5. Visual-Motor Search measures the ability to draw lines rapidly connecting numbered shapes in the correct order, engaging good visual search and sequencing skills that are integrated with motor skills.
6. Visual-Motor Speed measures the ability to make certain marks in specific designs rapidly and accurately.
7. Figure–Ground measures the ability to see specified figures when they are hidden in complex and confusing backgrounds.
The DTVP-A: 2 has six components:
Examiner’s Manual—This component provides descriptive information about the DTVP-A: 2, important information about how to give and score the test, and descriptions of the test’s technical characteristics (i.e., demographic characteristics of the normative sample, reliability, and validity).
Picture Book—The Picture Book contains the items for the Form Constancy, Visual Closure, and Figure–Ground subtests.
Response Booklet—This booklet contains the items and space for the examinee’s responses for the Eye–Hand Coordination, Copying, Visual-Motor Search, and Visual-Motor Speed subtests.
Examiner Record Form—This form provides space for the examiner to report pertinent biographical information about the examinee and examiner and to record examinee performance on the test. Complete administration and scoring instructions are provided in the form for the examiner’s convenience.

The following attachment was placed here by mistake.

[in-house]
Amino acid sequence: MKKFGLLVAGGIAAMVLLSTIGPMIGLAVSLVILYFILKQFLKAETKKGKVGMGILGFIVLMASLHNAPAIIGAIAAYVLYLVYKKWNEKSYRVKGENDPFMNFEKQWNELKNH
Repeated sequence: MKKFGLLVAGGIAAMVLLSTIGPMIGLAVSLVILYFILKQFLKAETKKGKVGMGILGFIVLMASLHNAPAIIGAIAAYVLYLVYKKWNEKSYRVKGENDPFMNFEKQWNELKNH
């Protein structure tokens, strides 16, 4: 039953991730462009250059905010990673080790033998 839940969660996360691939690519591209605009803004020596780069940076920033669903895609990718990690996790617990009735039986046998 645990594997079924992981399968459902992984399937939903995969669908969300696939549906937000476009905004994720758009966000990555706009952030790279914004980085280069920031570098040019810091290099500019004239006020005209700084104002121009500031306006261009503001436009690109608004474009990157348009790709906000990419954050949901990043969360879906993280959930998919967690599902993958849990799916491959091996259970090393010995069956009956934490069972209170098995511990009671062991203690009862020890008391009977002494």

Copying Subtest Scoring Template—This transparent template is used to score the Copying subtest.
DTVP-A:2 Online Scoring and Report System—The DTVP-A:2 Online Scoring and Report System allows for both item-level and subtest total-raw-score data entry. It quickly calculates and reports all scores. Standard Summary and Detailed Narrative Reports can be generated for editing, printing, or saving.
The DTVP-A:2 was standardized using a group of 1,482 adolescents and adults that closely represent the population of the United States. The 7-subtest General Visual Perceptual Index reliability is .95 with the other index reliabilities ranging from .91 to .94. Internal consistency, test–retest, and scorer reliability studies were conducted. Types of validity reported include content-description, criterion-prediction, and construct-identification. Validity with special populations, including persons with learning disabilities, gifted and talented, attention deficit/hyperactivity disorder, traumatic brain injury, and cerebrovascular accident, is reported. Special attention was paid to making the DTVP-A:2 fair for minority groups. Validity evidence reported in the Examiner’s Manual demonstrates the test’s value for assessment of diverse groups of persons.
The Examiner’s Manual provides methods for interpretation of scores. It explains how to examine the DTVP-A:2 indexes and analyze subtests. To determine intra-individual differences, the Online Scoring and Report System evaluates the significance of the differences between the four index standard scores. It also provides similar comparisons to evaluate the significance of differences between scaled scores for each subtest. Actuarial values are included. The Online Scoring and Report System calculates all the standard scores, percentiles, index comparisons, and subtest comparisons, and yields a detailed narrative report that can be edited by the examiner.